This one is simple; if you are staying for more than 24hours, get the day pass for €10.55, it is valid on Carris, metro and CP. There are other 24hr tickets that go for €6.40 and covers Carris and Metro and another for €9.50 offering Carris,metro and transtejo. The regular tickets are €1.33 for one way. If you do location hopping and food scavenging like me getting regular tickets would be a bad joke.
What to do
There are hundreds to thousands of things to do in a city that’s already too famous for its own good so here are a few things I found going off the well beaten paths. I tried multiple things I populated from my google trips app but these ones stood out for me, were affordable or even free.
Chill out at Cascais
There are lots of beach fronts to choose from here, it’s also super simple to sight the ones that are less crowdy from any of the stand points. My advise is to find the one that has this huge life-floater suspended on a pole (sorry the location has no specific name and I forgot to take a picture).
Listen to Fado
Find a local restaurant and enjoy the music and folklore that was inspired by early Portuguese sailors and the wailings of the families they left behind. Legend has it that those songs were composed by wives or prostitutes who were unsure of the fate of their men at sea. Even with zero Portuguese you can’t help but enjoy the melancholic and pitched tones that run right through the hearts of these amazing singers.
Most restaurants bring in Fado singers on Wednesdays and Fridays, in my case there was one going on at the Hotel Fillipe so I quickly breezed in, got a pint for €3 and let my soul wander away. To get the best of Fado, head to Alfama.
Try Sardines in a Spicy Tomato Sauce at Sol e Pesca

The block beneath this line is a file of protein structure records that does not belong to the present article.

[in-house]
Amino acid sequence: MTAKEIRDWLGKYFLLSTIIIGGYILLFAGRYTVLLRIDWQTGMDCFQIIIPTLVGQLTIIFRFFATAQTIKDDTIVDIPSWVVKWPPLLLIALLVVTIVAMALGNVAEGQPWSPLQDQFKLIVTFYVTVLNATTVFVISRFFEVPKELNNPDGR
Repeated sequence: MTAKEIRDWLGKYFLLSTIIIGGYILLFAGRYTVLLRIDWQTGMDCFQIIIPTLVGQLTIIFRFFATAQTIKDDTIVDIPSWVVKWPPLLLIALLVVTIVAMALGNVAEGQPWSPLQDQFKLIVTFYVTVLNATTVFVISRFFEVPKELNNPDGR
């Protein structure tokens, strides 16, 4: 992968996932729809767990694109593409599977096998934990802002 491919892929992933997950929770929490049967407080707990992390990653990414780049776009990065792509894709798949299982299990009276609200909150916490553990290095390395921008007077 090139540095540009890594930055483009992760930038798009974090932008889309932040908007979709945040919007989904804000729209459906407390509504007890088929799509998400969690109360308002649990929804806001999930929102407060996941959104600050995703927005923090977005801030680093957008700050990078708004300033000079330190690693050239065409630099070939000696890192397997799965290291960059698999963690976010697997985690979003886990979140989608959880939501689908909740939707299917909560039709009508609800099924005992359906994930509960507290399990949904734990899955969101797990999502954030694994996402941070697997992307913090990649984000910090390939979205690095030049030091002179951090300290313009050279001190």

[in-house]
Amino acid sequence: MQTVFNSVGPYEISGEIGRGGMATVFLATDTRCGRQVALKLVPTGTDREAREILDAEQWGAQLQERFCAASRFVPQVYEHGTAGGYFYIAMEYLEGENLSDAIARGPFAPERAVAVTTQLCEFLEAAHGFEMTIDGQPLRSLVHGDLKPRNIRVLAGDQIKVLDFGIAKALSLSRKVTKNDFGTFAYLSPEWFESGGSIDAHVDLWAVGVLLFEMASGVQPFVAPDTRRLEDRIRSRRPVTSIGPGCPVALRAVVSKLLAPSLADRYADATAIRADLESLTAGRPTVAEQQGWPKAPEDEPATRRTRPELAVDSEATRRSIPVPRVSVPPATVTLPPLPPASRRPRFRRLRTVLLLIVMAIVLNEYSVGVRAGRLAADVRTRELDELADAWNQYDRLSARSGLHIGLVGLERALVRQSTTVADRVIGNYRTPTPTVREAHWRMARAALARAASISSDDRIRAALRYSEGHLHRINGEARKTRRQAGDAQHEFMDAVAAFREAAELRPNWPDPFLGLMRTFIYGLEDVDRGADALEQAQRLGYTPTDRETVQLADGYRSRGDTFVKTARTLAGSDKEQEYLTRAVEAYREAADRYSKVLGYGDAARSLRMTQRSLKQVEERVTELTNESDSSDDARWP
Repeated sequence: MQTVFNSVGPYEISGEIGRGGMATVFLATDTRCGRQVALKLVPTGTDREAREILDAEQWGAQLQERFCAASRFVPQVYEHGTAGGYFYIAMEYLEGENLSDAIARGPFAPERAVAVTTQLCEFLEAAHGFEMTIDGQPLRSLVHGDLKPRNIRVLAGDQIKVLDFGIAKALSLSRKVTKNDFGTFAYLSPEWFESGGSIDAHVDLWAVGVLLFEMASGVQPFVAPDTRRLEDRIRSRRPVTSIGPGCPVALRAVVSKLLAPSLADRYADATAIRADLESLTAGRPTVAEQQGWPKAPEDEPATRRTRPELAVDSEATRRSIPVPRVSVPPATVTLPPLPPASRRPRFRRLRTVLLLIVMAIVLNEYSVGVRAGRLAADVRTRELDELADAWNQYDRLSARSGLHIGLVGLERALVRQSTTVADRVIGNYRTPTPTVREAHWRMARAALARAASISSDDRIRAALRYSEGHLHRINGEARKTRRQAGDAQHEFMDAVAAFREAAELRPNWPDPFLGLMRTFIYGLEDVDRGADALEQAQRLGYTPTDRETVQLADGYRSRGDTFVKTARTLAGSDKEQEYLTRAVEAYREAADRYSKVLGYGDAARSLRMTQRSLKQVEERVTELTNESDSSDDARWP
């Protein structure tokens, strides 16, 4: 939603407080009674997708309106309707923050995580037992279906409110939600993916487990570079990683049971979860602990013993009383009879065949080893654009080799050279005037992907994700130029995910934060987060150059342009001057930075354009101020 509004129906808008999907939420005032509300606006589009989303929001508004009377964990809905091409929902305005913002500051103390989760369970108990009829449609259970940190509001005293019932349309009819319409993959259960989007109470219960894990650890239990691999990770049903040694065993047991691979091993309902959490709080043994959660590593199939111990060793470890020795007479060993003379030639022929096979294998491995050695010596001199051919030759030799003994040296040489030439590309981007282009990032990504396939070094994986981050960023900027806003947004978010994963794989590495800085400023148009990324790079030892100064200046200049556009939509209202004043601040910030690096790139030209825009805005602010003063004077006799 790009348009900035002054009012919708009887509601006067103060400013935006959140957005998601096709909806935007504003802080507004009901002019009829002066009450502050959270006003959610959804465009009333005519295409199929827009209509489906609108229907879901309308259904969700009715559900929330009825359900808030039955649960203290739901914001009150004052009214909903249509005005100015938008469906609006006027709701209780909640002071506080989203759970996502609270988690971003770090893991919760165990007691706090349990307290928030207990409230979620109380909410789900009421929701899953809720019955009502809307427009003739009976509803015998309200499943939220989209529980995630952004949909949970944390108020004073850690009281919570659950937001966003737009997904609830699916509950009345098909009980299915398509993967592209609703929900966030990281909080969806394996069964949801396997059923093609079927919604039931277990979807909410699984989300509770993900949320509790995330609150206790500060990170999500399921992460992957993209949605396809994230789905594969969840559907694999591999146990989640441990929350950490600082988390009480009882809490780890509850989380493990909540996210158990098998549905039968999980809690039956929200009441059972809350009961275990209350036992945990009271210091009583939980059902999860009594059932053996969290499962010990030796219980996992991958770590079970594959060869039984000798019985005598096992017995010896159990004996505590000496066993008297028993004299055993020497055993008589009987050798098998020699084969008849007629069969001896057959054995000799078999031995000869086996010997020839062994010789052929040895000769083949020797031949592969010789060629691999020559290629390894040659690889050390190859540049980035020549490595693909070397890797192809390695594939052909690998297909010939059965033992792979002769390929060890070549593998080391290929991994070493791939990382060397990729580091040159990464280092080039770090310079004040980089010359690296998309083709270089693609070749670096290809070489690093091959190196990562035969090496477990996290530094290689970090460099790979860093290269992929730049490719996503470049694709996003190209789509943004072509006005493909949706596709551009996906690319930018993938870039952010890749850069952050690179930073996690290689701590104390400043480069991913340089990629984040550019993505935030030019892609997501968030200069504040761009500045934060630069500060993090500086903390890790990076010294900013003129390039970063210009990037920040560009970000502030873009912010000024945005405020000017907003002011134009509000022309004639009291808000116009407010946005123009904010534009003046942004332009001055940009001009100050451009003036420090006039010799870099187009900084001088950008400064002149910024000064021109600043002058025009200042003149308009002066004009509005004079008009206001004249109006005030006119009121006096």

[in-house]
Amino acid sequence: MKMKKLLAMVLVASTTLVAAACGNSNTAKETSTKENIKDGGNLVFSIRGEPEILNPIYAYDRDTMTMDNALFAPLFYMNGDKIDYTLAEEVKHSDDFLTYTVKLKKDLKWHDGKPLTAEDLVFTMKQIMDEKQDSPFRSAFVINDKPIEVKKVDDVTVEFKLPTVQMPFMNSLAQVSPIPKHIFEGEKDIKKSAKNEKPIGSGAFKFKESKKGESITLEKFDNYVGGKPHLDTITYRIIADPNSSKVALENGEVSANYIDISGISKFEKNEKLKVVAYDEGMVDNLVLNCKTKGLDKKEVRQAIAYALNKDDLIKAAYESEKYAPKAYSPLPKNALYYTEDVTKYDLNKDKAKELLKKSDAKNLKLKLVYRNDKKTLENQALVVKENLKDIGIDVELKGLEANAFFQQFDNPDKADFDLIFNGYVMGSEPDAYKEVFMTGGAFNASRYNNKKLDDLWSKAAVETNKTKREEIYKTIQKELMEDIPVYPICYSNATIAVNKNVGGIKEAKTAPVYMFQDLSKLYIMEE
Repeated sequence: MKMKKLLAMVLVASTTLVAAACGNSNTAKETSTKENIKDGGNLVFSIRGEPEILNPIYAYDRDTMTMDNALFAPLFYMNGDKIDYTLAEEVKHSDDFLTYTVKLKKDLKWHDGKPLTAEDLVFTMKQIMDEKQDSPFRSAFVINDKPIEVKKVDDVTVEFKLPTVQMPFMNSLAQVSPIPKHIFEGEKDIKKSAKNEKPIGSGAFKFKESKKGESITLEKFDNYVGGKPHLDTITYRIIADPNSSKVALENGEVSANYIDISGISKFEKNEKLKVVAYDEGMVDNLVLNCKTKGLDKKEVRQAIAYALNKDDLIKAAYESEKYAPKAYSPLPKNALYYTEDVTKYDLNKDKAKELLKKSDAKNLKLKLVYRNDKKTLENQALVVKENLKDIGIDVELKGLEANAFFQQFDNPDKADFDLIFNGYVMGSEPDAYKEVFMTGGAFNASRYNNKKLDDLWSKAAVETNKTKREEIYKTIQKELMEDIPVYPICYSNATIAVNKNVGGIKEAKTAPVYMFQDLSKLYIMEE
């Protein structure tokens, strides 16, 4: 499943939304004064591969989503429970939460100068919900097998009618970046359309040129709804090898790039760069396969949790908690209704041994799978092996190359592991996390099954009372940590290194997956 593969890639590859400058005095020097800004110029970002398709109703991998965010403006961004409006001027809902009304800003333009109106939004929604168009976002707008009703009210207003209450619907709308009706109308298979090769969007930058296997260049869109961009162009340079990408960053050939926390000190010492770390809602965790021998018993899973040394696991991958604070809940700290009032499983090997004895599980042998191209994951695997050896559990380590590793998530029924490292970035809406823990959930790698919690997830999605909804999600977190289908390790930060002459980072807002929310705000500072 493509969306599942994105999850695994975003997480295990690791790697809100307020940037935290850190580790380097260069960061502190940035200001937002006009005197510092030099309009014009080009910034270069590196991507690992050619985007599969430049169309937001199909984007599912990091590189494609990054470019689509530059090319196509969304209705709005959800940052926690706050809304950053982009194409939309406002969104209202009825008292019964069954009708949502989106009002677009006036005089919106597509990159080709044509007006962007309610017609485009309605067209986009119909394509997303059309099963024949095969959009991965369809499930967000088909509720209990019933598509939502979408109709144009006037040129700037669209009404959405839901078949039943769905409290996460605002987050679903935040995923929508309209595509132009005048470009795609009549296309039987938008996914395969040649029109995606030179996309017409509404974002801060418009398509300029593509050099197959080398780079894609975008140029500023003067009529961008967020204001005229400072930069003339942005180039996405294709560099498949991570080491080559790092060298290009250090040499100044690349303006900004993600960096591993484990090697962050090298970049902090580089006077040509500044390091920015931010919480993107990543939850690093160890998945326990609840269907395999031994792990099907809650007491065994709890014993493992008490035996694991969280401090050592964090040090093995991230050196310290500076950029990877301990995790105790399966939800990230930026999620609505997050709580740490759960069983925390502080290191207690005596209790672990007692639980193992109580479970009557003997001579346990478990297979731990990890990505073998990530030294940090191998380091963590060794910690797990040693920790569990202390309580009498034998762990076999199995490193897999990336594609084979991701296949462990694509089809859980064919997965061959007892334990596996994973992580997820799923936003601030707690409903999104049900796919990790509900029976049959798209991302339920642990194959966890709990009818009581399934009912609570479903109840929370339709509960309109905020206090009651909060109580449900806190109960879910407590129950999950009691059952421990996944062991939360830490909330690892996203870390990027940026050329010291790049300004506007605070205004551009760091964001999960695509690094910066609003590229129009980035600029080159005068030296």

Do not take this lightly. I heard the place was a former tackle shop that now serves over a dozen varieties of canned fish with chilled beer to blend. Sol e Pesca has it all and much more. Sardines in tomatoes sauce and Super Bok were my favourites. You can find them on R. Nova do Carvalho 44, 1200-014 Lisboa, Portugal.
Get Lost in the Streets of Alfama
Spread like a blanket on a Lisbon hillside is the oldest district of the city: Alfama. From the Castelo St Jorge at the top of the hill to the River Tagus at the bottom, this picturesque red roofed neighborhood is regularly punctuated by miradouros or terraces which afford visitors splendid views of the city landscape.
The neighbourhood is marked by narrow meandering streets, undulating and leading to small squares. This, the oldest district of Lisbon is also the most well preserved, considering it was saved by the ravages of the 1755 Lisbon earthquake. Expect to see well preserved old buildings and residents congregating on street corners. Come here to listen to the traditional Fado music.
Hop on the Tram 28
If you’ve seen at least five pictures of Lisbon, chances are that you’ve seen an image of the Tram 28 winding the narrow streets, or navigating the steep inclines. The view from inside the tram can be good too, converting a ride on a tram to a journey of joy.
Tram 28 has a very long route and is particularly well liked because it will navigate the steep climb from Baixa to the castle for you. In the first half of the trip you’ll meet the Se Cathedral and in the second half the tram will take you through the scenic Estrela district.
Enjoy homemade croissants with freshly squeezed Orange juice at Calçada Marquês de Abrantes 7, 3rd Floor, 1200-717 Lisboa, Portugal
This one came rather as a surprise than a planned experience. The host at Bahaus offered breakfast through its neighbour downstairs and it is absolutely a brilliant idea. It was like a match sent from haven. It’s not the poshest of places to be, the environment is busy with locals breezing in and out to get their early morning fuel of either coffee, freshly squeezed fruit juices or the dozens of pastries that were served. I got hooked. It was damm good every morning.
Your turn, have you been to Lisbon?
What were the exceptional things that stood out for you?